Great Scenes: “Garry Calls His Dad” from PARENTHOOD

THE SETUP: Troubled teenager Garry (Joaquin Phoenix) summons the courage to ask his mother Helen (Dianne Wiest) permission to call his estranged father and ask if he can move in with him for a few months. Although Helen tries to persuade Garry not to follow through, she reluctantly gives Garry his father’s work-number, which he immediately dials. Within seconds, Garry’s excitement over the possibility of being reunited with his dad transforms into heartbreak. Helen can only sit back and watch as her son learns a painful life lesson about love and expectations.



WHY IT’S GREAT: Ron Howard’s box office hit dramedy Parenthood examines a group of families attempting to persevere amidst the unavoidable challenges and tragedies that are always eventually guaranteed by the decision to create life. Of course, that’s a pretty grim assessment of the movie’s overall theme, since most people associate the movie with Steve Martin making balloon animals while dressed like a cowboy. Although the movie is indeed laced with enough memorable humor to justify its categorization as a comedy, this scene – which exists at the opposite end of the emotional spectrum – k  always stands out for me.

Of course the heart and soul of the scene lies in the performance of the then-15 year-old Joaquin Phoenix. The young actor triumphs with his ability to create such a realistic sense of vulnerability. Then there’s Dianne Wiest, whose work in this commercially-accessible “hit” equals that found in the movies for which she won Academy Awards. Wiest must do two things at once: A) She expresses the penetrating sadness a mother must feel when her son tells her he wants to leave her household. B) She summons the strength to allow her son to take a chance that, although she knows will result in defeat, she knows he must take if he wants to actually learn something about the sometimes-harsh realities of life.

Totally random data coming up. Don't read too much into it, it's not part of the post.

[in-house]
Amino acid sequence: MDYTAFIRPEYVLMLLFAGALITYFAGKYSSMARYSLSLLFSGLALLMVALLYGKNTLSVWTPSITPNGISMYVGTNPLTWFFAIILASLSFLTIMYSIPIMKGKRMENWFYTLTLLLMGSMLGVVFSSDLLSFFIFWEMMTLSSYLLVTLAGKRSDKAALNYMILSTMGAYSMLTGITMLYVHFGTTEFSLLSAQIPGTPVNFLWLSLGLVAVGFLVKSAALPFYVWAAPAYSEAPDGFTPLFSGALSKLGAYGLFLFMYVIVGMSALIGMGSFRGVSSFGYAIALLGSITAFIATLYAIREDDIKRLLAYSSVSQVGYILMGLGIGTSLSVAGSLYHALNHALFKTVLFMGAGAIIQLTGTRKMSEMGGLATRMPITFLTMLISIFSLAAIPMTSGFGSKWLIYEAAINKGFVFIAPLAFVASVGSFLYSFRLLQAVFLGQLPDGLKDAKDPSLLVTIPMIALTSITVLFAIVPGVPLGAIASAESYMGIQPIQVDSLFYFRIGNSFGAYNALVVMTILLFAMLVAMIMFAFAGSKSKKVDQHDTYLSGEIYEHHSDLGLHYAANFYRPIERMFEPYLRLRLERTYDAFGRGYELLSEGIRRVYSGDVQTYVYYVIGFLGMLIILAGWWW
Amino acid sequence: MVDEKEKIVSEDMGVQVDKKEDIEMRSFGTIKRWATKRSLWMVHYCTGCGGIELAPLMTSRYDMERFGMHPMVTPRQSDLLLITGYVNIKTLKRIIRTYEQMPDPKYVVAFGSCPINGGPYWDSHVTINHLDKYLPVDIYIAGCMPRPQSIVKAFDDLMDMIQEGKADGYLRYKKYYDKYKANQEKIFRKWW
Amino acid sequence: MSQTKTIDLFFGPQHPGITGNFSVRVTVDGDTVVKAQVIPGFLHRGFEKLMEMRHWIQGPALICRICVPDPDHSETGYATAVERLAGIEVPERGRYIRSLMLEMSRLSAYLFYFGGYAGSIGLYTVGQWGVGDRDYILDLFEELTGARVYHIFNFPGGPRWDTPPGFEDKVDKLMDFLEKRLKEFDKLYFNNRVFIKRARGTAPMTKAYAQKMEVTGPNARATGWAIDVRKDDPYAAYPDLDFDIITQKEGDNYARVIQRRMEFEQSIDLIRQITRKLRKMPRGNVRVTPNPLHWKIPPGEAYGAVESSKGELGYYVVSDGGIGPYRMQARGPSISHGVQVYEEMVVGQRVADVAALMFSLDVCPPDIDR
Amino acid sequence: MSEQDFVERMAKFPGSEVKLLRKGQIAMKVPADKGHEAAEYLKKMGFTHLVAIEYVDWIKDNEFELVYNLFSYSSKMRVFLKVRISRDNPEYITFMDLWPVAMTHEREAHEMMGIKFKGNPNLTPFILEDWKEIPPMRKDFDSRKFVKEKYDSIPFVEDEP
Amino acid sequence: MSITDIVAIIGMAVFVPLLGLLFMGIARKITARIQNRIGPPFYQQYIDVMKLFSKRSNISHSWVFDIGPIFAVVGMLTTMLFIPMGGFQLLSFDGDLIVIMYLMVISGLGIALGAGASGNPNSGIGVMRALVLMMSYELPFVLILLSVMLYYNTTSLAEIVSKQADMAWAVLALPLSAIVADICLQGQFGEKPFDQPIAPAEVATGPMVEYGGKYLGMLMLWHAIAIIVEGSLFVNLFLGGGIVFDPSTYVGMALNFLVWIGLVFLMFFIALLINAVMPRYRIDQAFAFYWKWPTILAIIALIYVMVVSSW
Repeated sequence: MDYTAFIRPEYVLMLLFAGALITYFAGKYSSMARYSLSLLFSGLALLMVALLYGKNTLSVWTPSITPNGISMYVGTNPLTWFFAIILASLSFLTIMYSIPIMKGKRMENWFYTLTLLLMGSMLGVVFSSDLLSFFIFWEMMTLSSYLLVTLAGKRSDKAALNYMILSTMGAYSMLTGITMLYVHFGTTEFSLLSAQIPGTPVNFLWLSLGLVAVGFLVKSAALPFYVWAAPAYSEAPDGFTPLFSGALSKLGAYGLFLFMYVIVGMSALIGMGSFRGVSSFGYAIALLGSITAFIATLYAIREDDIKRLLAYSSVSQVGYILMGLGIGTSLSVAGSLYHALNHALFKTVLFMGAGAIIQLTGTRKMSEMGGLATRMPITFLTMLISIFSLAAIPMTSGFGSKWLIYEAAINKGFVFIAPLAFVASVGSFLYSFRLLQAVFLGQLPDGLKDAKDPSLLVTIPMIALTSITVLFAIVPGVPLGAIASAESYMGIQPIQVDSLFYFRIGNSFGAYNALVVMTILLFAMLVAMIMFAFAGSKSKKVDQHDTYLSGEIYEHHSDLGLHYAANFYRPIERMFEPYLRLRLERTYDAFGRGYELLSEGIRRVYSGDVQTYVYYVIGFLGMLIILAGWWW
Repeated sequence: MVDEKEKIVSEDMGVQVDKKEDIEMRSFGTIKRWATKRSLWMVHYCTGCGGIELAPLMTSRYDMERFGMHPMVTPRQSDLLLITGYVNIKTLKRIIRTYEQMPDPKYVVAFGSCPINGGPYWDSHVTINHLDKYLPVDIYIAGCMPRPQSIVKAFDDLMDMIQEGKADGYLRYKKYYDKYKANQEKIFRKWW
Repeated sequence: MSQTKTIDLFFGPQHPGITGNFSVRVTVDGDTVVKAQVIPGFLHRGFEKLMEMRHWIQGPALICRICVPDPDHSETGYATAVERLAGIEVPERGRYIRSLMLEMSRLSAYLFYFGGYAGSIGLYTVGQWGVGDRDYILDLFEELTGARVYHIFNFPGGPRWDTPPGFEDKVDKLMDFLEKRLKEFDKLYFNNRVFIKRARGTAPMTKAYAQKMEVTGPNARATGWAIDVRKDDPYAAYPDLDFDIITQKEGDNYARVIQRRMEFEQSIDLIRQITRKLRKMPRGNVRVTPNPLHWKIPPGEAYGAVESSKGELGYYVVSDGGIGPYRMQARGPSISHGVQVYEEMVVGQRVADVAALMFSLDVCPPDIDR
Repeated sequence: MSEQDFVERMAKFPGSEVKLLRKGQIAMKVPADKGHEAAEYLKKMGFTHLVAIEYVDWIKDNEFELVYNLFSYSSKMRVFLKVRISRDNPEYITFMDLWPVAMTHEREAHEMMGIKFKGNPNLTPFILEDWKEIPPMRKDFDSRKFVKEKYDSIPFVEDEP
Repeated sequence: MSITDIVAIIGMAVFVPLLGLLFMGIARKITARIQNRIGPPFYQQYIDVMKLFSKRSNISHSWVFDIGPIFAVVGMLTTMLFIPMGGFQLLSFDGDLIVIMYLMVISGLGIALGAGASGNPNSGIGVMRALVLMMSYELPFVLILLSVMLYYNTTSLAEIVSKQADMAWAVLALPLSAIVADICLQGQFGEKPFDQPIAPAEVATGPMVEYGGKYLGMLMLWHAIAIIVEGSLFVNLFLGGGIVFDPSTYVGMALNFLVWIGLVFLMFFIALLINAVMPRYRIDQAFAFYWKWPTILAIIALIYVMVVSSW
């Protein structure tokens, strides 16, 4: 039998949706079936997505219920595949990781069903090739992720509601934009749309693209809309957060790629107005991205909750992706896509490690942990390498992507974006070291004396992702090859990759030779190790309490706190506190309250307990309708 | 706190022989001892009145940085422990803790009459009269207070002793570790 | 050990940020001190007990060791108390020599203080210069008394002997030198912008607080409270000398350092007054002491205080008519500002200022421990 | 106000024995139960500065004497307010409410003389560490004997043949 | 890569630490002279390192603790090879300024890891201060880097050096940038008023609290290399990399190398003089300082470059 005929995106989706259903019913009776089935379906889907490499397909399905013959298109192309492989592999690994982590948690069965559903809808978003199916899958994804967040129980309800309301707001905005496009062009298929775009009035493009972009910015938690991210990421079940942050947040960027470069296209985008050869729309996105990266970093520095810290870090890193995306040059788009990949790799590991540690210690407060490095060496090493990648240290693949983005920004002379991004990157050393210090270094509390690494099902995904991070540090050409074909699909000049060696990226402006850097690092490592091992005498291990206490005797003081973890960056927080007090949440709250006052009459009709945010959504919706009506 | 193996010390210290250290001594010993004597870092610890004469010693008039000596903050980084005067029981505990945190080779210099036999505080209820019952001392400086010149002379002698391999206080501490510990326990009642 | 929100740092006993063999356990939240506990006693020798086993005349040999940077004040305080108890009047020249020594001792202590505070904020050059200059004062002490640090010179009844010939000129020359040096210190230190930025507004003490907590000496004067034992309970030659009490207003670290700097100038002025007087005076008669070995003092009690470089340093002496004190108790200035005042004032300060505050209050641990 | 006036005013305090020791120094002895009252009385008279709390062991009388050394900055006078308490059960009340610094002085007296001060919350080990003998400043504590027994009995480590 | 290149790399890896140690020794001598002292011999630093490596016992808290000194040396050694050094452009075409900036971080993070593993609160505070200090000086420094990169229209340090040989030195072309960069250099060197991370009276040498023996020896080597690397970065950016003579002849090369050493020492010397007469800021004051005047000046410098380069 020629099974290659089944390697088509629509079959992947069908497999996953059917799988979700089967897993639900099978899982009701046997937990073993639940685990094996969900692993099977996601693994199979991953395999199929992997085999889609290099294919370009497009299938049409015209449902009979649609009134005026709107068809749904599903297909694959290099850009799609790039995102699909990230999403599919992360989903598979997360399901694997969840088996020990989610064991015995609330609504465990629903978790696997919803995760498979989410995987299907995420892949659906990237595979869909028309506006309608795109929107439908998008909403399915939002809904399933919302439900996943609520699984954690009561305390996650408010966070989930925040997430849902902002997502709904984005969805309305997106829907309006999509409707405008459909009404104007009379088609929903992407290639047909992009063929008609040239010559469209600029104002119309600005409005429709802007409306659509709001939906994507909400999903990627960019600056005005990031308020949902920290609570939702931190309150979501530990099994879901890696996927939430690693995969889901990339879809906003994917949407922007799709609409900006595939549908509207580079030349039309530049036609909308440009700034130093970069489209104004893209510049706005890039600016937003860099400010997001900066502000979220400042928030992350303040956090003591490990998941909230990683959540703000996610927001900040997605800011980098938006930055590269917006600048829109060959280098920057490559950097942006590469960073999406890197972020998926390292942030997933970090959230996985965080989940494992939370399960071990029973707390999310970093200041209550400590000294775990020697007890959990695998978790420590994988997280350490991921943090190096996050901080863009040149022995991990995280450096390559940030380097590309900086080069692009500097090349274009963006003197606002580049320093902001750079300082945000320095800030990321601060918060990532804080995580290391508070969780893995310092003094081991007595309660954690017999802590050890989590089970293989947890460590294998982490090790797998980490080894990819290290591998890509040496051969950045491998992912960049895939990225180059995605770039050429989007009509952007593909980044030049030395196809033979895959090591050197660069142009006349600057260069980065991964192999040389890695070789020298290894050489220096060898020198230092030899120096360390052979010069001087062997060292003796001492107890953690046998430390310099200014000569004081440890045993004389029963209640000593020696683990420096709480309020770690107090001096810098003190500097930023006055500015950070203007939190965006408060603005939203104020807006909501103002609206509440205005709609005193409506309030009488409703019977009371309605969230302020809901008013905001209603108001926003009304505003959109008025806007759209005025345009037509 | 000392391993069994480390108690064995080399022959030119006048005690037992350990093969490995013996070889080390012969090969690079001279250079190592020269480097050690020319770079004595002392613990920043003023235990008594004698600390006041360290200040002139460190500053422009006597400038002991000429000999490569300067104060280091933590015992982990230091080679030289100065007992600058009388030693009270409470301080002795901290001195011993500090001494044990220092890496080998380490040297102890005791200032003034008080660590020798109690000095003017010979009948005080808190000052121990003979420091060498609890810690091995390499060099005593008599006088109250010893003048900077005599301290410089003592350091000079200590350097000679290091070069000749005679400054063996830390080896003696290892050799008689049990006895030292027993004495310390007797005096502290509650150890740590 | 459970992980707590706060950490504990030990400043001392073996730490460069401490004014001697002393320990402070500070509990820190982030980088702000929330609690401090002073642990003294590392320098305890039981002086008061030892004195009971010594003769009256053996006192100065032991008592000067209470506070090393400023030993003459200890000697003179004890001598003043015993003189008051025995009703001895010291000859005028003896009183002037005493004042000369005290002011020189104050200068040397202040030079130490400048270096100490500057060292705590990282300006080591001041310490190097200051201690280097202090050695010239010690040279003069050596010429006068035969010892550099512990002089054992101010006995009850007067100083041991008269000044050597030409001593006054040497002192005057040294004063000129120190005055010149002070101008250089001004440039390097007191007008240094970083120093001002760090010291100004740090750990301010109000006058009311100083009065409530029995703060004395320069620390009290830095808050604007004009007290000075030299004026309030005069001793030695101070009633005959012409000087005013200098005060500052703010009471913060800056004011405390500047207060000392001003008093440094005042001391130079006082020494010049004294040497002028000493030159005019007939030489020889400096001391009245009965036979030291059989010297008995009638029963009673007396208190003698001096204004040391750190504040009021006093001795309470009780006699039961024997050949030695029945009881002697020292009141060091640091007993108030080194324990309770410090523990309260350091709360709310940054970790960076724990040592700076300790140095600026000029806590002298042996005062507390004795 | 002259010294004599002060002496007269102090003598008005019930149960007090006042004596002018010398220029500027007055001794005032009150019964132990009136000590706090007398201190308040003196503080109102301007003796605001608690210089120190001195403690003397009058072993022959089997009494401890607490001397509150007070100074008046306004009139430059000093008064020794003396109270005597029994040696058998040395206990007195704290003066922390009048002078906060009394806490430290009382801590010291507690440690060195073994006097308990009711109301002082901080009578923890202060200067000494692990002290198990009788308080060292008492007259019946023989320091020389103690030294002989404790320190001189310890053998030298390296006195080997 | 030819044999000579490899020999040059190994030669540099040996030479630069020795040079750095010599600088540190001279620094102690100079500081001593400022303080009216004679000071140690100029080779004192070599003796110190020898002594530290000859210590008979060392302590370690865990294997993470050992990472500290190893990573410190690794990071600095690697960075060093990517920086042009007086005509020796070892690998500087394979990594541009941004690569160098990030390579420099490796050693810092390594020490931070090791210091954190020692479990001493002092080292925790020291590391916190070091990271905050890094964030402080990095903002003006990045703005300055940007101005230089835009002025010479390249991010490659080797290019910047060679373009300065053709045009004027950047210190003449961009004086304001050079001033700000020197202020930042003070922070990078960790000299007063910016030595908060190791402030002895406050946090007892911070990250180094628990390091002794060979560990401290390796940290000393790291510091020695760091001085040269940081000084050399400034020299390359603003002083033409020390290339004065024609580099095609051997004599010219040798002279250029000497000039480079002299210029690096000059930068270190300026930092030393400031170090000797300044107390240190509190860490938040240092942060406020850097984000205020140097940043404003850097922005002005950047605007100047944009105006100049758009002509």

Fortunately, Garry later gets the father figure he so deeply desires, albeit in the unlikely form of Todd, played by Keanu Reeves in one of the warmest, most-underrated performances of his career.

I was 7 years old when this movie was initially released, and – at the time – my parents wouldn’t let me see it. I didn’t understand, since the previews offered the aforementioned hilarity of Steve Martin in a cowboy suit. Of course, I now see why they wanted me to wait a little while to see Parenthood. Although laugh-inducing comedy pervades throughout, the movie contains some of the most genuine portrayals of what it really means to be part of a family that we’ve ever seen in cinema. For me, this scene supports that idea.